Ca2+-release activated Ca2+ (CRAC) channels represent the main avenue for Ca2+ entry in non-excitable cells, and play an important role in Ca2+ dependent processes of both excitable and non-excitable cells, such as immune cell differentiation, regulating vascular smooth muscle tone, and exocytosis in neurons. The minimal molecular components of functional CRAC channels are Stromal interaction molecule 1 (STIM1), a Ca2+ binding protein that plays the role of Ca2+ sensor, and Orai1, the pore forming subunit. Investigation of the structure of Orai1 has identified key residues in the transmembrane domains that control the selectivity and gating of CRAC channels (Yamashita et al., 2008). In this work we have generated and expressed V102I, E190Q and E106D mutants along with STIM1 in H4IIE rat liver cells to investigate their selectivity and gating. In contrast to previous reports we have found that that V102I and E190Q mutant channels retain normal fast Ca2+-dependent inactivation when co-expressed with saturating amounts of STIM1, similarly to WT (Scrimgeour et al., 2009). Compared to WT Orai1, E106D mutation, however, shifted voltage dependence of gating to more positive potentials by 80 mV (p<0.01, n=10) and significantly reduced the time constant of current inactivation at negative potentials (p<0.01, n=6). Furthermore, while WT Orai1 is highly selective for Ca2+ over Na+ and is completely blocked at pH 6.0, we have found that E106D conducts Na+ in the presence of Ca2+ and is not blocked by low pH. These results show that glutamate at position 106 in WT Orai1 determines selectivity of the channel and its dependence on external pH.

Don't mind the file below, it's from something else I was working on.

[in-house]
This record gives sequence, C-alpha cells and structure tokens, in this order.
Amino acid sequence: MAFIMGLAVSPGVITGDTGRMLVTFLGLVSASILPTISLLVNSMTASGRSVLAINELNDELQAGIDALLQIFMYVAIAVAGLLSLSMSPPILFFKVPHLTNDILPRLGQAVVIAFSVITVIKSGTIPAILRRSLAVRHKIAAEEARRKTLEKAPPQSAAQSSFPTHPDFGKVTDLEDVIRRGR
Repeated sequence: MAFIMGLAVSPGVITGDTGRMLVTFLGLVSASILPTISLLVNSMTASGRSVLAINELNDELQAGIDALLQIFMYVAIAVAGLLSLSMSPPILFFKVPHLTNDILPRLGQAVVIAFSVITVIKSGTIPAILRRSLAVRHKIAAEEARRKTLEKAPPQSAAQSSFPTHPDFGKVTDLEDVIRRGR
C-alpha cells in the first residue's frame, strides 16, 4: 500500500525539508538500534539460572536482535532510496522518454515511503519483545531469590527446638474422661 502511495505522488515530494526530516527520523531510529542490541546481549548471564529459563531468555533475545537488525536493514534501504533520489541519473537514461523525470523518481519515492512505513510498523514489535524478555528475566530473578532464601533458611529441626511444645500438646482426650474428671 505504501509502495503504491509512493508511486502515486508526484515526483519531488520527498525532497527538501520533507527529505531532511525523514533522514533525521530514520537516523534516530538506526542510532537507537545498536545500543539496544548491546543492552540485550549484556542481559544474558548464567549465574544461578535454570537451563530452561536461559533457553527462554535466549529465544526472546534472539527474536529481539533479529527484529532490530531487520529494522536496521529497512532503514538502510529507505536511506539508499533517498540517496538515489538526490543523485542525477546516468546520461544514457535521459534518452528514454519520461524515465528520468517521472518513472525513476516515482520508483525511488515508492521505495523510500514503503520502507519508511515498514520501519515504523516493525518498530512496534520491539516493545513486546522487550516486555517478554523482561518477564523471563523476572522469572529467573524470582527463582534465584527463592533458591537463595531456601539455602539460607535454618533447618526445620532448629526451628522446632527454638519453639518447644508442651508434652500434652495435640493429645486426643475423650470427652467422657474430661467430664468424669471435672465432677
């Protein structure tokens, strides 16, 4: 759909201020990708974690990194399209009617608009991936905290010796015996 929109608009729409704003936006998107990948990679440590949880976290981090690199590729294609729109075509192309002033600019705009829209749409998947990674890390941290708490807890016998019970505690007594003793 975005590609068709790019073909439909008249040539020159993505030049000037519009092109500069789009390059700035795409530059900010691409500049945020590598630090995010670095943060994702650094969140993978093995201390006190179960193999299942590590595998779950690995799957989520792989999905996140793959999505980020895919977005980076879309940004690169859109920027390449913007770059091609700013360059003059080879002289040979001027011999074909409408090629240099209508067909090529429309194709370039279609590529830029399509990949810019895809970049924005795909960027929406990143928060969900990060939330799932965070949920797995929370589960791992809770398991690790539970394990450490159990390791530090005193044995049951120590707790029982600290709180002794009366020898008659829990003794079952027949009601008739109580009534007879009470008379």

Scrimgeour et al. (2009) J. Physiol. 587:2903-18.
Yamashita et al. (2008) J. Gen. Physiol. 13:525-40.